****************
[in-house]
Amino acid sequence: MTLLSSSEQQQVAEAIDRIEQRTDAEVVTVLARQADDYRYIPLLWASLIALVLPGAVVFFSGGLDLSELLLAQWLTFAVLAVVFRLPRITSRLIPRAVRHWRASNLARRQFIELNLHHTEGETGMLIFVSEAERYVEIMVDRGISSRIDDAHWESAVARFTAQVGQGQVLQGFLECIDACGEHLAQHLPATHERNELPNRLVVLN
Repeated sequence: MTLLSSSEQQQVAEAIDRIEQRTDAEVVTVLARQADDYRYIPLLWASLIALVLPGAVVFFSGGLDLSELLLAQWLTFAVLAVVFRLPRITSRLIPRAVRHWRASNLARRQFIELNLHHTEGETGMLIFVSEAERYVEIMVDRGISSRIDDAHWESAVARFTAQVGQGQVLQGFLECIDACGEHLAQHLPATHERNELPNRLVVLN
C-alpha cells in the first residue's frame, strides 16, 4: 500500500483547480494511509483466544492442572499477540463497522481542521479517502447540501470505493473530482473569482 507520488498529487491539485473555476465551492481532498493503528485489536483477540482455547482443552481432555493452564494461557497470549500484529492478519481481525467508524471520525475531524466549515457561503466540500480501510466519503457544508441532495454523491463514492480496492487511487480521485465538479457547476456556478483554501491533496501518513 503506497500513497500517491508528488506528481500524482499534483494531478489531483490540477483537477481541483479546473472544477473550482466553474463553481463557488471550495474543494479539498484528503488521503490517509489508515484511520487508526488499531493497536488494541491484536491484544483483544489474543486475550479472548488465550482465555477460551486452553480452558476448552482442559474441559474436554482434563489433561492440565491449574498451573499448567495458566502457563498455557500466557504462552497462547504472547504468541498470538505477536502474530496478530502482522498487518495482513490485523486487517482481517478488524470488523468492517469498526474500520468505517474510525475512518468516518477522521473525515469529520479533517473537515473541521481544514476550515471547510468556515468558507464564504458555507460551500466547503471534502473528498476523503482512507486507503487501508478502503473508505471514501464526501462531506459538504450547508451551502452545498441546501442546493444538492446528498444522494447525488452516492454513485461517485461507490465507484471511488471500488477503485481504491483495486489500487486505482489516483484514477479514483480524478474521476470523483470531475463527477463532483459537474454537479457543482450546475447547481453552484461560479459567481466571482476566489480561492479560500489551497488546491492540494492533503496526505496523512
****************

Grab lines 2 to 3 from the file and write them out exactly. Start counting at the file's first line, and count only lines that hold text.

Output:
Amino acid sequence: MTLLSSSEQQQVAEAIDRIEQRTDAEVVTVLARQADDYRYIPLLWASLIALVLPGAVVFFSGGLDLSELLLAQWLTFAVLAVVFRLPRITSRLIPRAVRHWRASNLARRQFIELNLHHTEGETGMLIFVSEAERYVEIMVDRGISSRIDDAHWESAVARFTAQVGQGQVLQGFLECIDACGEHLAQHLPATHERNELPNRLVVLN
Repeated sequence: MTLLSSSEQQQVAEAIDRIEQRTDAEVVTVLARQADDYRYIPLLWASLIALVLPGAVVFFSGGLDLSELLLAQWLTFAVLAVVFRLPRITSRLIPRAVRHWRASNLARRQFIELNLHHTEGETGMLIFVSEAERYVEIMVDRGISSRIDDAHWESAVARFTAQVGQGQVLQGFLECIDACGEHLAQHLPATHERNELPNRLVVLN